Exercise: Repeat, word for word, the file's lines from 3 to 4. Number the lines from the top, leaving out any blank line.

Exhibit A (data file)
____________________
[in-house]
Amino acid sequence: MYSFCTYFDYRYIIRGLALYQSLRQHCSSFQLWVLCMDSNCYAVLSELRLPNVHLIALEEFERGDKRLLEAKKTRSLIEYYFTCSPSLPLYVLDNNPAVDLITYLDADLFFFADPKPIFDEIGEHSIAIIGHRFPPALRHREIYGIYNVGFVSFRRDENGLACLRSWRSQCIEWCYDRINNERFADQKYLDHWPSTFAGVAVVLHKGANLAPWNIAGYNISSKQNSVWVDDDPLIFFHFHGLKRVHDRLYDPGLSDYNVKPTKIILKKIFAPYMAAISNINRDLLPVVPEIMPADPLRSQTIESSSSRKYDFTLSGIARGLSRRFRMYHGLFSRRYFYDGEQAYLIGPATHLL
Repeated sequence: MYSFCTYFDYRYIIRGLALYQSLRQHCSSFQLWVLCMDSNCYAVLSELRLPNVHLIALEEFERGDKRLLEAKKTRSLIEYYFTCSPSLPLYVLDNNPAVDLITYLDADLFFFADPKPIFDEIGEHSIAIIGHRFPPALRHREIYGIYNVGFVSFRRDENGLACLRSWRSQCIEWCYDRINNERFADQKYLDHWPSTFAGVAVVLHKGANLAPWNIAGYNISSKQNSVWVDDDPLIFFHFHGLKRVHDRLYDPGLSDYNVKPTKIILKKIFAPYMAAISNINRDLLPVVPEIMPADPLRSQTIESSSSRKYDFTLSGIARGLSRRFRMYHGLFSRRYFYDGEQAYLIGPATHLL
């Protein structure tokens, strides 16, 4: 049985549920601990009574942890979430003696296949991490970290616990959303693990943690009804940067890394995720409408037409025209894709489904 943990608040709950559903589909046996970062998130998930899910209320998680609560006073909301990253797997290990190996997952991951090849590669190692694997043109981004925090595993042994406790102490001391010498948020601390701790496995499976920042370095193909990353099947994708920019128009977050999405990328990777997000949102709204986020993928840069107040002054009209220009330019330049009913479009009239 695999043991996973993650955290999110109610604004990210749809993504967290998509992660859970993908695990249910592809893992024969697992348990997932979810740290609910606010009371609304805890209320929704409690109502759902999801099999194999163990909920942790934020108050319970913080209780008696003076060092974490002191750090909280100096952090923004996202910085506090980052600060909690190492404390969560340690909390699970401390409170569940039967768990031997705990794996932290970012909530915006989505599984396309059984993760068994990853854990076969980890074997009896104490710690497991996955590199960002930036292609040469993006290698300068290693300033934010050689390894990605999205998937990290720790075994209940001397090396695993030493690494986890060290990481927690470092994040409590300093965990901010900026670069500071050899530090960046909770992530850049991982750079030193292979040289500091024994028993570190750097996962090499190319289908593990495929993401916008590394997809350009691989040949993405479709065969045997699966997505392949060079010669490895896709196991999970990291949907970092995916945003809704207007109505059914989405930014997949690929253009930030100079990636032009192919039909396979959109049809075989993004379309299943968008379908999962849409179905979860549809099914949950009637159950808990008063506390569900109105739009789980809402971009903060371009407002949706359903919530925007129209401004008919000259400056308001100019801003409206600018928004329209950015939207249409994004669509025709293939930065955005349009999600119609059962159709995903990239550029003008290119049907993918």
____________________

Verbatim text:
Repeated sequence: MYSFCTYFDYRYIIRGLALYQSLRQHCSSFQLWVLCMDSNCYAVLSELRLPNVHLIALEEFERGDKRLLEAKKTRSLIEYYFTCSPSLPLYVLDNNPAVDLITYLDADLFFFADPKPIFDEIGEHSIAIIGHRFPPALRHREIYGIYNVGFVSFRRDENGLACLRSWRSQCIEWCYDRINNERFADQKYLDHWPSTFAGVAVVLHKGANLAPWNIAGYNISSKQNSVWVDDDPLIFFHFHGLKRVHDRLYDPGLSDYNVKPTKIILKKIFAPYMAAISNINRDLLPVVPEIMPADPLRSQTIESSSSRKYDFTLSGIARGLSRRFRMYHGLFSRRYFYDGEQAYLIGPATHLL
């Protein structure tokens, strides 16, 4: 049985549920601990009574942890979430003696296949991490970290616990959303693990943690009804940067890394995720409408037409025209894709489904 943990608040709950559903589909046996970062998130998930899910209320998680609560006073909301990253797997290990190996997952991951090849590669190692694997043109981004925090595993042994406790102490001391010498948020601390701790496995499976920042370095193909990353099947994708920019128009977050999405990328990777997000949102709204986020993928840069107040002054009209220009330019330049009913479009009239 695999043991996973993650955290999110109610604004990210749809993504967290998509992660859970993908695990249910592809893992024969697992348990997932979810740290609910606010009371609304805890209320929704409690109502759902999801099999194999163990909920942790934020108050319970913080209780008696003076060092974490002191750090909280100096952090923004996202910085506090980052600060909690190492404390969560340690909390699970401390409170569940039967768990031997705990794996932290970012909530915006989505599984396309059984993760068994990853854990076969980890074997009896104490710690497991996955590199960002930036292609040469993006290698300068290693300033934010050689390894990605999205998937990290720790075994209940001397090396695993030493690494986890060290990481927690470092994040409590300093965990901010900026670069500071050899530090960046909770992530850049991982750079030193292979040289500091024994028993570190750097996962090499190319289908593990495929993401916008590394997809350009691989040949993405479709065969045997699966997505392949060079010669490895896709196991999970990291949907970092995916945003809704207007109505059914989405930014997949690929253009930030100079990636032009192919039909396979959109049809075989993004379309299943968008379908999962849409179905979860549809099914949950009637159950808990008063506390569900109105739009789980809402971009903060371009407002949706359903919530925007129209401004008919000259400056308001100019801003409206600018928004329209950015939207249409994004669509025709293939930065955005349009999600119609059962159709995903990239550029003008290119049907993918």